The index's annualized growth rate strengthened to 4.5 percent from the previous week's revised 4.3 percent.

William said...


Weekly 07/17/2013

Equity Fund Inflows $16.6 Bil;

Taxable Bond Fund Inflows $3.8 Bil.

xETFs - Equity Fund Inflows $3.7 Bil;

Taxable Bond Fund Inflows $3.4 Bil.

Scott Grannis said...

Re ECRI. Hasn't it been almost two years since they said a recession was imminent?

William said...

Hello, Scott -

You are correct. In the fall of 2011, ECRI said that a recession {to be determined in retrospect by the National Bureau of Economic Research (NBER)} would begin no later than mid-year 2012 but that most economists wouldn't recognize the recession until the end of 2012.

Unknown said...

"My faith in the American resurgence is undiminished, but when almost $20,000,000,000 flows into stocks in a single week in one country, it’s probably time to sneak out back for a smoke."
-Garth Turner

William said...

Dr. Ed Yardini, July 22:

"In his prepared testimony, Bernanke said that “if a substantial part of the reductions in measured unemployment were judged to reflect cyclical declines in labor force participation rather than gains in employment, the Committee would be unlikely to view a decline in unemployment to 6-1/2 percent as a sufficient reason to raise its target for the federal funds rate.

Wow, that’s an important statement! It’s not hard to see that all of the drop in the unemployment rate so far can be attributed to the decline in the participation rate. I constructed three hypothetical time series showing the total number of unemployed workers by subtracting actual employment from the civilian working-age population multiplied by labor force participation rates of 63%, 65%, and 67%. This analysis shows that nearly all of the 3.6 million drop in unemployment from the peak at 15.4 million during October 2009 through June of this year can be explained by the drop in the participation rate from 65.0% to 63.5%. The same can be said for the drop in the unemployment rate from its most recent cyclical peak. Currently at 7.6%, it would be at 9.7% if the participation rate were 65%.

theyenguy said...

You wrote, The market was initially spooked by the prospect of a QE unwinding, but now has put those fears to rest.

I've been reading John The Revelator, specifically Revelation 13:1-4. And I've been reading Witness Lee on the Economy of God, specifically Ephesians 1:10, and my fears of a soon coming Financial Apocalypse have been heightened

The days of risk on investing, ONN, are over, though, done, and finished. Small Cap Pure Value, RZV, and Biotechnology, IBB, both traded lower today from market highs.

The short selling opportunity of a lifetime has developed. Look for strong derisking to come out of fiat asset invesment leaders, XIV, FDN, CARZ, PBS, IGV, IBB, RZV, PSCI, PBD, PPA, IAI, SPHB, SMH, XRT, PJP, EWN, PSP, UJB, KRE, TAN, RXI, WOOD, FLM, LNKD, RF, LYG, SMFG, BPOP, SLM, JPM, NNI, UBS, BLK, NMR, MKTAY, seen in this Finviz Screener ...

The slight trade lower seen in the chart of the S&P 500, $SPX, SPY, to $1,692, very likely reflects a market high yesterday Monday, July 22, 2013, at 1696, as an Elliott Wave 5 High, as S&P High Beta, SPBH, traded, 0.3%, lower today, and, S&P Transports, XTN, traded 1.2% lower, today. Large Cap Financials, JKF, including Life Insurance companies, such as, PRU, seen in this Finviz Screener, rose to new rally highs, suggesting that a market top in the S&P 500 has been attained. S&P overweight Exxon Mobil, XOM, traded to an all time new high of 95.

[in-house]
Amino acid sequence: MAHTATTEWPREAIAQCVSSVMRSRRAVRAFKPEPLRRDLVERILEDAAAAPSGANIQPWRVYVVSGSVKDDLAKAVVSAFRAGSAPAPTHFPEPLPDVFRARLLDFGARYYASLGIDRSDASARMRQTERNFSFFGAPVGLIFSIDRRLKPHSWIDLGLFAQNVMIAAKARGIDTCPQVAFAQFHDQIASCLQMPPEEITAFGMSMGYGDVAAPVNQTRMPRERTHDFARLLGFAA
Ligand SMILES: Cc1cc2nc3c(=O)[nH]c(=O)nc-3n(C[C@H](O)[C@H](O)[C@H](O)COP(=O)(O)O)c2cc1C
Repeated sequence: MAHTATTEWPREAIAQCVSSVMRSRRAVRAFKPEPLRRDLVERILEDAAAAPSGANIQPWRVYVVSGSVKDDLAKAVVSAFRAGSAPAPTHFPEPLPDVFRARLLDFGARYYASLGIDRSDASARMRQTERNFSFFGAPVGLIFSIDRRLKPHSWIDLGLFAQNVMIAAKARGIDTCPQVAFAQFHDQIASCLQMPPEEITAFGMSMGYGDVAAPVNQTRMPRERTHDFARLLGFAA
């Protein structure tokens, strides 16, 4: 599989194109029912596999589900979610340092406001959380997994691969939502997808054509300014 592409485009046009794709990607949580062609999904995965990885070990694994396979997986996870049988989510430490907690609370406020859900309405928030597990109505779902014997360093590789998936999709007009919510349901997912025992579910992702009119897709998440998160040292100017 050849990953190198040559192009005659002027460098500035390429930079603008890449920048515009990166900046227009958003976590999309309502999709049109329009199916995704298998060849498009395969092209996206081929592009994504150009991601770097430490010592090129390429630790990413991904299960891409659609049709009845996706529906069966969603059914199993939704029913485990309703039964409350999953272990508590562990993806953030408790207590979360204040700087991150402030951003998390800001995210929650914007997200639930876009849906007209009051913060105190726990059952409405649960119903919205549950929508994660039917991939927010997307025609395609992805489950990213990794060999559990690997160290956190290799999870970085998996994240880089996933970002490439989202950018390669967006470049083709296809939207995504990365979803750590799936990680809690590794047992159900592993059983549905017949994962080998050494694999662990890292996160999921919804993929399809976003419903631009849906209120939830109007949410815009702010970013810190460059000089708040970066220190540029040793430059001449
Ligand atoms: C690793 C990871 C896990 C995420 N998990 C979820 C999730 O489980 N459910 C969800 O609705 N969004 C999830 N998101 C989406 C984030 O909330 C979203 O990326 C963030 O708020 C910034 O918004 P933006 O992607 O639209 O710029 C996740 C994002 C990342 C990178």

Jesus Christ, operating in the economy of God, that is the political and financial administration plan of completing every age, epoch, era and time period, bringing forth its total fufillment, likely pivoted the world fully out of the era of investment choice and into the age of ditkat, today July 23, 2013; a process which He began on May 24, 2013, when the Interest Rate on the US Ten Year Note, ^TNX, rose strongly to 2.01%, serving as an “extermination event” which terminated Liberalism and introduced Authoritarianism; this rate rose again today from its recent low of 2.49% to 2.52%.

Volatility, ^VIX, finally rose. The walking dead market, that is the zombie market is likely over. Liberalism’s schemes of credit liquidity, AGG, FLAT, and carry trade, ICI, funded safehaven investing probably came to an end today, Tuesday, July 23, 2013. The safe haven rally in US Based stocks appears to be over, as the premium of Biotechnoloy over Emerging Markets, seen in the chart of IBB:EEM, has exhausted. And the safehaven rally in the Netherlands, EWN, appears over as its Electronic Equipment Manufacturer, PHG, and its Scientific Instrument Manufacturer, ST, traded lower. And the safehaven rally in Design Build Companies, FLM, appears over as its leader, JEC, traded lower. And the safe haven rally in Leveraged Buyouts, PSP, appears over as two of its leaders, IP, and GE, traded lower. There now be no more safe haven investments from the terror of bond vigilantes calling interest rates higher globally and the currency traders following suit with competitive currency devaluation.

The rise of Authoritarianism’s schemes of debt servitude, such as Greek Bailout III, and the Cyprus Bank Deposit Bailin, mean that wealth can only be preserved in the physical possession of gold bullion, or in Internet trading vaults such as Gold Is Money or Bullion Vault.